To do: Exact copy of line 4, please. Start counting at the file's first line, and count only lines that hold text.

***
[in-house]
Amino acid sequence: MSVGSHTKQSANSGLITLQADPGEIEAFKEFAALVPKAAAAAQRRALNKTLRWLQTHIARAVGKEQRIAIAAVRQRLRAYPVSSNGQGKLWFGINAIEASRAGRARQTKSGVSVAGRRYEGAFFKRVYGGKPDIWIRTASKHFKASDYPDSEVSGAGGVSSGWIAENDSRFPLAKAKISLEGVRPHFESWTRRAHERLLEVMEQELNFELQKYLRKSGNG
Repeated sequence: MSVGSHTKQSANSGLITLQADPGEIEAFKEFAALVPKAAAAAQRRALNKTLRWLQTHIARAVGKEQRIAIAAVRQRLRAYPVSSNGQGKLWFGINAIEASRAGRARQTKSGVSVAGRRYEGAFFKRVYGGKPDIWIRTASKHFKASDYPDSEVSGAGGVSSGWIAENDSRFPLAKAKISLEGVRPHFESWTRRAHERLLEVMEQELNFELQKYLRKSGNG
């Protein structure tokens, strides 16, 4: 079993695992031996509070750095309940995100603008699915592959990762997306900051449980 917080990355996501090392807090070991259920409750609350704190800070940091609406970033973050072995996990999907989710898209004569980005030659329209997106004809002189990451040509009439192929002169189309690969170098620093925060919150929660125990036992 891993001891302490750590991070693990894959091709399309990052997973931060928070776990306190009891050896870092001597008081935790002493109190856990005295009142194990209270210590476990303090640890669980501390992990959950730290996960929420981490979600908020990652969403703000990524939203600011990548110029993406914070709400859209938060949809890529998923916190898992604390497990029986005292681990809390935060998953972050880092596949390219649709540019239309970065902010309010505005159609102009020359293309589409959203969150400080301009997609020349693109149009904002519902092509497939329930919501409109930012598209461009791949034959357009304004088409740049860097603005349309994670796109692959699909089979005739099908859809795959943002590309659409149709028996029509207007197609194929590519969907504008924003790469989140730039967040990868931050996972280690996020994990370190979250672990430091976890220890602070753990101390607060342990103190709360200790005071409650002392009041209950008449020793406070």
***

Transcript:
């Protein structure tokens, strides 16, 4: 079993695992031996509070750095309940995100603008699915592959990762997306900051449980 917080990355996501090392807090070991259920409750609350704190800070940091609406970033973050072995996990999907989710898209004569980005030659329209997106004809002189990451040509009439192929002169189309690969170098620093925060919150929660125990036992 891993001891302490750590991070693990894959091709399309990052997973931060928070776990306190009891050896870092001597008081935790002493109190856990005295009142194990209270210590476990303090640890669980501390992990959950730290996960929420981490979600908020990652969403703000990524939203600011990548110029993406914070709400859209938060949809890529998923916190898992604390497990029986005292681990809390935060998953972050880092596949390219649709540019239309970065902010309010505005159609102009020359293309589409959203969150400080301009997609020349693109149009904002519902092509497939329930919501409109930012598209461009791949034959357009304004088409740049860097603005349309994670796109692959699909089979005739099908859809795959943002590309659409149709028996029509207007197609194929590519969907504008924003790469989140730039967040990868931050996972280690996020994990370190979250672990430091976890220890602070753990101390607060342990103190709360200790005071409650002392009041209950008449020793406070």